Advocates push for infertility benefit coverage in North Dakota
A draft bill before an interim committee of the North Dakota Legislature would increase infertility benefits for public employees to $50,000, with the hope the benefit later would be required for all private insurance.
BISMARCK — The problem of infertility is largely overlooked because it’s one of those subjects people don’t want to talk about.
But studies estimate that one of every eight couples is unable to conceive a child — a ratio that equates to about 20,000 North Dakota residents.
“It’s a lot of people,” said Tara Brandner, a nurse practitioner in Ashley. “They are invisible,” kept in the shadows by the stigma attached to infertility.
The cost of medical infertility treatments is high, averaging around $10,000 for many couples, yet is not covered by most health insurers, Brandner said.
Twice the North Dakota Legislature has been asked to require infertility coverage, and twice the proposals have been rejected, last year failing 31 to 63 in the North Dakota House of Representatives.
“We more than doubled our support from the first year to the second year,” Brander said Monday, June 20. “I feel more positive every year we move forward.”
So, she is back with a proposed bill introduced during the legislative interim and once again hopes to find a bipartisan slate of sponsors.
The interim draft bill will get its first test Tuesday when it will be considered by the interim Employee Benefits Programs Committee.
The bill seeks to increase infertility treatment coverage for public employees in the North Dakota Public Employee Retirement System from $20,000 to $50,000. If that succeeds, Brandner hopes after two years the benefit would be required for private insurance.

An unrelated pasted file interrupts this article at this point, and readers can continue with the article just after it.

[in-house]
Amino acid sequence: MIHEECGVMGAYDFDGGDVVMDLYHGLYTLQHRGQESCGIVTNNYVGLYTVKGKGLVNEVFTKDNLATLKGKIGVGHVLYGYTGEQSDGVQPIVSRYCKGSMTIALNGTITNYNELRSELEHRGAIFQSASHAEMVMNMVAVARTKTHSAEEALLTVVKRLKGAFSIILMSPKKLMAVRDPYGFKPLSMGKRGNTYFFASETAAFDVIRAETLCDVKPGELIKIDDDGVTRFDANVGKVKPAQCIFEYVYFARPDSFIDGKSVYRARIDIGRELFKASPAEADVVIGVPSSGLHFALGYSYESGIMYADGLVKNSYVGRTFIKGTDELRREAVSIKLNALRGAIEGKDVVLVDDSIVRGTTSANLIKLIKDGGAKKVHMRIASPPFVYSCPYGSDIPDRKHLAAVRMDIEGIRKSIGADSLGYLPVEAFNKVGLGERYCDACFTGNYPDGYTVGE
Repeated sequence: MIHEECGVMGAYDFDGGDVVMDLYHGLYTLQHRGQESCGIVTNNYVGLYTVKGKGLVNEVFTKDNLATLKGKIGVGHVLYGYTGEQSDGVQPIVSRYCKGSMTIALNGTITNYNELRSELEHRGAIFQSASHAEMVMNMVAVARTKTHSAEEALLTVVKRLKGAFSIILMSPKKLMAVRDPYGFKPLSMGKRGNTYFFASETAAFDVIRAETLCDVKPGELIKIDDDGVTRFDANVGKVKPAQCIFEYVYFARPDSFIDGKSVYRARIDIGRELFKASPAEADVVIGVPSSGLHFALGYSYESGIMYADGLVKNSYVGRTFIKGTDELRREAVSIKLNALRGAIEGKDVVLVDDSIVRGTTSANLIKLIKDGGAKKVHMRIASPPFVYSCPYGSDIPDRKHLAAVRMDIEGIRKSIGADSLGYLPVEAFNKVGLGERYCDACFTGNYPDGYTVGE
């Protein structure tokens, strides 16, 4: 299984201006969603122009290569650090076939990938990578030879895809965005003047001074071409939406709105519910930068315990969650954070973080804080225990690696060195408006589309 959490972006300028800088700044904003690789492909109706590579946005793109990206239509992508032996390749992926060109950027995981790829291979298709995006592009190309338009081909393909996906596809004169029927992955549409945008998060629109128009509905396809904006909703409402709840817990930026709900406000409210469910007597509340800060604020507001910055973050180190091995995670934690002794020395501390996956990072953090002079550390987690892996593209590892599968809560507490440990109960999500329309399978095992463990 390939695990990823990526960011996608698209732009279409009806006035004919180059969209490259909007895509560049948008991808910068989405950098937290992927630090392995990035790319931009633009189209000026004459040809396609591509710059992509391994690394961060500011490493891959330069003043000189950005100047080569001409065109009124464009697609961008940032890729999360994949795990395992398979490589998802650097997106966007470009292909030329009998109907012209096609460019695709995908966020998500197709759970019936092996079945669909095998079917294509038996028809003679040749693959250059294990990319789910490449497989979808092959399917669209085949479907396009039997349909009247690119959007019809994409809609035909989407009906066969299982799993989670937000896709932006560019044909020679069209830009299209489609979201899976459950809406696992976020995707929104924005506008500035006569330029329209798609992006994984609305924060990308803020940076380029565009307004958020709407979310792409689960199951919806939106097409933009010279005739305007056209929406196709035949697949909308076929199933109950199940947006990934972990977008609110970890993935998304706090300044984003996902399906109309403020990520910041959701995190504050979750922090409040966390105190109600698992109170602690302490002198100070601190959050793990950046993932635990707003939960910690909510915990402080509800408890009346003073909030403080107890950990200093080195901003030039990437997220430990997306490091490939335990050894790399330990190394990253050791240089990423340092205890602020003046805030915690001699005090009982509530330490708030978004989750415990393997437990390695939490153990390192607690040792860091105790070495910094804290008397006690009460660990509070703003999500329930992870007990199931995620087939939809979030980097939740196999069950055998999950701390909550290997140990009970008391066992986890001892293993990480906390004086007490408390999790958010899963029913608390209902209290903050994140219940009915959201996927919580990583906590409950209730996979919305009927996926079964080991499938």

Although the cost of infertility treatments is typically $10,00 to $20,000, many pay more, and in rare cases the costs can exceed $200,000, Brandner said, making the treatments unaffordable to many.
Opposition stems from concerns that an infertility treatment benefit would drive up insurance costs. A recent study cited by Brander, however, found 91% of employers offering infertility treatment coverage have not experienced increases in their medical costs.
So far, 20 states require insurance coverage for infertility treatments, and another four are considering the requirement, according to Resolve , the national infertility association. Minnesota and South Dakota do not require coverage, but Montana does.
Blue Cross Blue Shield of North Dakota, the state’s largest private health insurer, encourages employees to advocate that their employers expand coverage to include in vitro fertilization treatments.
“We share in the belief that change needs to occur to address the incredible costs of infertility treatment,” Andrea Dineen, a spokeswoman for Blue Cross Blue Shield, said in a statement.
Instead of mandating infertility coverage by law, a better approach would be “working more broadly to better manage the costs of these services and treatments themselves. Mandates drive up the overall cost of health care," she said.
“Legislatively picking and choosing which medical services will receive mandated coverage is a slippery slope that prioritizes one person’s condition over another’s, such as insulin, cancer treatment, etc.," Dineen added.
The Centers for Medicare and Medicaid recently gave notice that states will be held financially responsible for any benefits beyond the essential health benefits, “which means the state of North Dakota will likely be responsible for the cost of this proposed mandate,” Dineen said.
Sanford Health Plan is “continuously evaluating its coverage options to ensure it is meeting members’ healthcare needs while keeping premiums affordable,” spokesman Nathan Aamodt said in a statement. “This includes looking into options to better manage premium costs for all plan members and evaluating the financial impact to those members undergoing fertility treatments.”
Brandner’s work as a nurse practitioner exposed her to the anguish of parents who are unable to conceive and moved her to form a nonprofit organization, Everlasting Hope, in 2019.
The charity’s fundraising has provided grants of $2,000 to $5,000 that have helped enable the births of five babies, with another four on the way, she said.
Studies have shown infertility benefits can help reduce multiple births because couples have financial support and are less likely to choose options that can result in multiple births, she said. In turn, that helps reduce neonatal intensive care costs, which are more likely in multiple births.
Brandner believes support for infertility insurance benefits is growing in North Dakota. She hopes more couples will come forward to tell their stories.